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Have you been battling weight issues for a while? Are you sick of the untoward hair growth on your face? Is your skin breaking out insanely? Or is it that you haven’t seen that ‘red spot’ for months?

Calm down the winds of your mind!

These are some of the symptoms of Polycystic Ovarian Syndrome. And the good news is you can control them only if you choose to ‘acknowledge’. We have generally accustomed ourselves to label these things as ‘normal’. The reality is we are often told to either turn a blind eye or keep hush-hush about such health issues. 

WHY?

 Is it just because women aren’t expected to be that way? Or is it that some orthodox mindsets believe that women are incomplete if they can’t reproduce? 

If you’re tucked in distress facing self -esteem issues or the unnatural anguish that PCOS puts you through, then let me tell you, you are not alone. 

Let’s try to normalize it and understand the root cause.

Polycystic Ovary Syndrome-a threat to women's health

The term “polycystic” refers to “many cysts”. However, this is misleading to some extent. It wouldn’t be right to comprehend that there’s an issue with ovaries only. Rather it's a hormonal disorder, which impacts the hormones that regulate the menstrual cycle. It affects 6% to 12% women which means as many as 5 million women in the US between the ages of 15-44 are diagnosed with this syndrome.
Well, this is a quick fact- check which depicts how normal it is to miss a period. It causes enlargement of ovaries with mushrooming of small bubbles like cysts on the outer edges.1 in 10 women of childbearing age are facing this common health condition which is not considered as common as it seems in reality.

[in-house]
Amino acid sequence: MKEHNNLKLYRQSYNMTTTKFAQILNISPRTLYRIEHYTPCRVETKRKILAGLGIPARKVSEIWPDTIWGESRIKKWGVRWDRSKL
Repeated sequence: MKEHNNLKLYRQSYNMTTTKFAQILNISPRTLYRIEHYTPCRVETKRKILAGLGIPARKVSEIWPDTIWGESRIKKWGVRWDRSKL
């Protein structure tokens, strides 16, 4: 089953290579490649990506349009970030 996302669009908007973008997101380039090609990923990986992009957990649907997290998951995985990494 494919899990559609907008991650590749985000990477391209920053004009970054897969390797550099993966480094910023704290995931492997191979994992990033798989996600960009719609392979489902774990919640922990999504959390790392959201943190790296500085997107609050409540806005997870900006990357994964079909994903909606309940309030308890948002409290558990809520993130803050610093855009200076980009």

It is generally characterised by the unusual secretion of male hormones which causes them to skip periods and totally disrupt the menstrual cycle. It is the cause of 30% infertility in couples. Unpredictable menstrual cycles can also make it even more difficult to get pregnant. And to make things worse, there is a risk of endometrial cancer. Let’s walk through the various types of PCOS and figure out which category do you fall in-

A– Polycystic Ovaries + Abnormal Periods + High testosterone

B-Abnormal Periods + High testosterone

C– Polycystic ovaries +High Testosterone

D– Polycystic ovaries+Abnormal periods

Large quantities of female hormones are secreted along with the little amount of male hormone Testosterone. 

Yes, you read it right!

 Male hormones are found in female bodies as well although in small quantities. A woman is said to be diagnosed with PCOS when Testosterone produced is slightly more. Although the exact causes of PCOS are still not known, doctors believe that high levels of male hormones play a vital role. 

Any particular factor can’t be held responsible for causing this threat of PCOS to women. The potential causes can be-